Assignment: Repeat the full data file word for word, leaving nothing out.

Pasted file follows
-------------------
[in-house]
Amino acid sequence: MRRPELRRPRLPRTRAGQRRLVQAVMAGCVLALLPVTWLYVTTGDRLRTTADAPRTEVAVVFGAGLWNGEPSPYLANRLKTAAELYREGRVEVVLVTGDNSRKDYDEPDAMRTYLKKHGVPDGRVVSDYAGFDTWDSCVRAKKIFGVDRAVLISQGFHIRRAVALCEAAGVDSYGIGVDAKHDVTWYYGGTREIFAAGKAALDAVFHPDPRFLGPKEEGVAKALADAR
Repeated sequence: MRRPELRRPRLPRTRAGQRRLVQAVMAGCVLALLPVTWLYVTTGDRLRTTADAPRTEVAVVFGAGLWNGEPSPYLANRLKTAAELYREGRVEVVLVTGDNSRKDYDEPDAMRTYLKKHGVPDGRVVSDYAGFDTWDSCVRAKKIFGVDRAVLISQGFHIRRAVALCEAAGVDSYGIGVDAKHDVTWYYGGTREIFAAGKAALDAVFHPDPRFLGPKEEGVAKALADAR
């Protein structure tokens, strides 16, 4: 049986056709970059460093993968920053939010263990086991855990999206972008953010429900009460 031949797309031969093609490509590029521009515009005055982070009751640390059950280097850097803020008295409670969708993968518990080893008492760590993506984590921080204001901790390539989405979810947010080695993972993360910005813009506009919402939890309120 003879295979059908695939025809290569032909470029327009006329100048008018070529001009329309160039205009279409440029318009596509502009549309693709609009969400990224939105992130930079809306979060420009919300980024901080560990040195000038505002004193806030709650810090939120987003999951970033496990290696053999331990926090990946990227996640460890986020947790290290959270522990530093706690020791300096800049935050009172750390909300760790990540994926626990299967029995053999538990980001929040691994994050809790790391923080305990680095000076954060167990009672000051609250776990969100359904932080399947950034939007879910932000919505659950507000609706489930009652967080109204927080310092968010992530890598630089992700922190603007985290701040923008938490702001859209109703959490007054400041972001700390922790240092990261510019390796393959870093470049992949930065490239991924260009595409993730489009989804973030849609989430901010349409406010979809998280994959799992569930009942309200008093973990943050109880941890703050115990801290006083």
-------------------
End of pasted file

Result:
[in-house]
Amino acid sequence: MRRPELRRPRLPRTRAGQRRLVQAVMAGCVLALLPVTWLYVTTGDRLRTTADAPRTEVAVVFGAGLWNGEPSPYLANRLKTAAELYREGRVEVVLVTGDNSRKDYDEPDAMRTYLKKHGVPDGRVVSDYAGFDTWDSCVRAKKIFGVDRAVLISQGFHIRRAVALCEAAGVDSYGIGVDAKHDVTWYYGGTREIFAAGKAALDAVFHPDPRFLGPKEEGVAKALADAR
Repeated sequence: MRRPELRRPRLPRTRAGQRRLVQAVMAGCVLALLPVTWLYVTTGDRLRTTADAPRTEVAVVFGAGLWNGEPSPYLANRLKTAAELYREGRVEVVLVTGDNSRKDYDEPDAMRTYLKKHGVPDGRVVSDYAGFDTWDSCVRAKKIFGVDRAVLISQGFHIRRAVALCEAAGVDSYGIGVDAKHDVTWYYGGTREIFAAGKAALDAVFHPDPRFLGPKEEGVAKALADAR
């Protein structure tokens, strides 16, 4: 049986056709970059460093993968920053939010263990086991855990999206972008953010429900009460 031949797309031969093609490509590029521009515009005055982070009751640390059950280097850097803020008295409670969708993968518990080893008492760590993506984590921080204001901790390539989405979810947010080695993972993360910005813009506009919402939890309120 003879295979059908695939025809290569032909470029327009006329100048008018070529001009329309160039205009279409440029318009596509502009549309693709609009969400990224939105992130930079809306979060420009919300980024901080560990040195000038505002004193806030709650810090939120987003999951970033496990290696053999331990926090990946990227996640460890986020947790290290959270522990530093706690020791300096800049935050009172750390909300760790990540994926626990299967029995053999538990980001929040691994994050809790790391923080305990680095000076954060167990009672000051609250776990969100359904932080399947950034939007879910932000919505659950507000609706489930009652967080109204927080310092968010992530890598630089992700922190603007985290701040923008938490702001859209109703959490007054400041972001700390922790240092990261510019390796393959870093470049992949930065490239991924260009595409993730489009989804973030849609989430901010349409406010979809998280994959799992569930009942309200008093973990943050109880941890703050115990801290006083």